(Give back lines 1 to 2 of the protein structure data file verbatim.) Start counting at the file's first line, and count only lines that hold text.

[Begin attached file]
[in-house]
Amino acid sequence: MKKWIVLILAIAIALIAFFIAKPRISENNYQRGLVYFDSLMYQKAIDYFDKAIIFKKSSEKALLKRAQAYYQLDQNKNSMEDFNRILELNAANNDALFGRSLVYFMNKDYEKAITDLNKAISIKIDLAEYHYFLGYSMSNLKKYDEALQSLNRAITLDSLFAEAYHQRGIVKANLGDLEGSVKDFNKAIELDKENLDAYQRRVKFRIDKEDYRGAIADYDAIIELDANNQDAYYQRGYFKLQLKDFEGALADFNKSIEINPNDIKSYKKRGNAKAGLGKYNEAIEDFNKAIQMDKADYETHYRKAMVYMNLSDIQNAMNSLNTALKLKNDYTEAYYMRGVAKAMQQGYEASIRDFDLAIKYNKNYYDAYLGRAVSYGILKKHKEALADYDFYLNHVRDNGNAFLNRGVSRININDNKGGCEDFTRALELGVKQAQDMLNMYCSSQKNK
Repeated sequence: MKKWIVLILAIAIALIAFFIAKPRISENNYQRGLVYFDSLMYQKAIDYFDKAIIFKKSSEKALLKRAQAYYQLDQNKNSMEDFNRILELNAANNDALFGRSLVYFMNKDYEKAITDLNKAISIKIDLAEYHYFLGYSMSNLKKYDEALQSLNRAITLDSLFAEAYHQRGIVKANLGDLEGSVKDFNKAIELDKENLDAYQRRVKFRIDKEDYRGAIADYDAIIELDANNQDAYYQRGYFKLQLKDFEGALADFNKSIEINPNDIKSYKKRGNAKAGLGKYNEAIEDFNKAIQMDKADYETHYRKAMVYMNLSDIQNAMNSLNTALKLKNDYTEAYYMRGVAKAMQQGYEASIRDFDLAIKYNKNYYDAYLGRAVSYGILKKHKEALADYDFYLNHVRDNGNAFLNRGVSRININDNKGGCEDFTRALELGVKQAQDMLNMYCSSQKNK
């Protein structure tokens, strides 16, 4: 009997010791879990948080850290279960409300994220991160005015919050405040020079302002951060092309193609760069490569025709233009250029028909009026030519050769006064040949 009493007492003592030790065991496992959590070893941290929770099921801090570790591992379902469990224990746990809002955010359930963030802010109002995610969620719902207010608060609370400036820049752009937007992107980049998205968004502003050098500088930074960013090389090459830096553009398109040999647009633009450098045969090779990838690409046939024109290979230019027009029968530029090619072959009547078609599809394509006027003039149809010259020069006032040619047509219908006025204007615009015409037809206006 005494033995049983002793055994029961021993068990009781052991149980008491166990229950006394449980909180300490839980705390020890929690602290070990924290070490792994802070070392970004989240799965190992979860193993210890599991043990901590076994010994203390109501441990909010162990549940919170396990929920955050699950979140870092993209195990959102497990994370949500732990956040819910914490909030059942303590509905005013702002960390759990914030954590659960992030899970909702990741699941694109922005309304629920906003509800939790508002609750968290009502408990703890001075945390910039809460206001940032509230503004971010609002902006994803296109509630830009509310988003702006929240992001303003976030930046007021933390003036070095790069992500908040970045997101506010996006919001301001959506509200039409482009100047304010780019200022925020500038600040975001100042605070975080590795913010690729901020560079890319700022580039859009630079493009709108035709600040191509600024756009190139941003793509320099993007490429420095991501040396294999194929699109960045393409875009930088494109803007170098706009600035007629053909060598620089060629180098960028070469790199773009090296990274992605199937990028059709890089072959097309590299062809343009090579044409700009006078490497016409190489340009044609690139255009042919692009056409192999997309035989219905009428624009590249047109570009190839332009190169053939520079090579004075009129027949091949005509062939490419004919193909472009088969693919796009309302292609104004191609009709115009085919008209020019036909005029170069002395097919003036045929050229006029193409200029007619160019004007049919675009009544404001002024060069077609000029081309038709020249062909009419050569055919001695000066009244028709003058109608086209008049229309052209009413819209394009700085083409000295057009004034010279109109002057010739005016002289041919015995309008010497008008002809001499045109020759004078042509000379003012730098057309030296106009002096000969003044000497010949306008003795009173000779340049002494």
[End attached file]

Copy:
[in-house]
Amino acid sequence: MKKWIVLILAIAIALIAFFIAKPRISENNYQRGLVYFDSLMYQKAIDYFDKAIIFKKSSEKALLKRAQAYYQLDQNKNSMEDFNRILELNAANNDALFGRSLVYFMNKDYEKAITDLNKAISIKIDLAEYHYFLGYSMSNLKKYDEALQSLNRAITLDSLFAEAYHQRGIVKANLGDLEGSVKDFNKAIELDKENLDAYQRRVKFRIDKEDYRGAIADYDAIIELDANNQDAYYQRGYFKLQLKDFEGALADFNKSIEINPNDIKSYKKRGNAKAGLGKYNEAIEDFNKAIQMDKADYETHYRKAMVYMNLSDIQNAMNSLNTALKLKNDYTEAYYMRGVAKAMQQGYEASIRDFDLAIKYNKNYYDAYLGRAVSYGILKKHKEALADYDFYLNHVRDNGNAFLNRGVSRININDNKGGCEDFTRALELGVKQAQDMLNMYCSSQKNK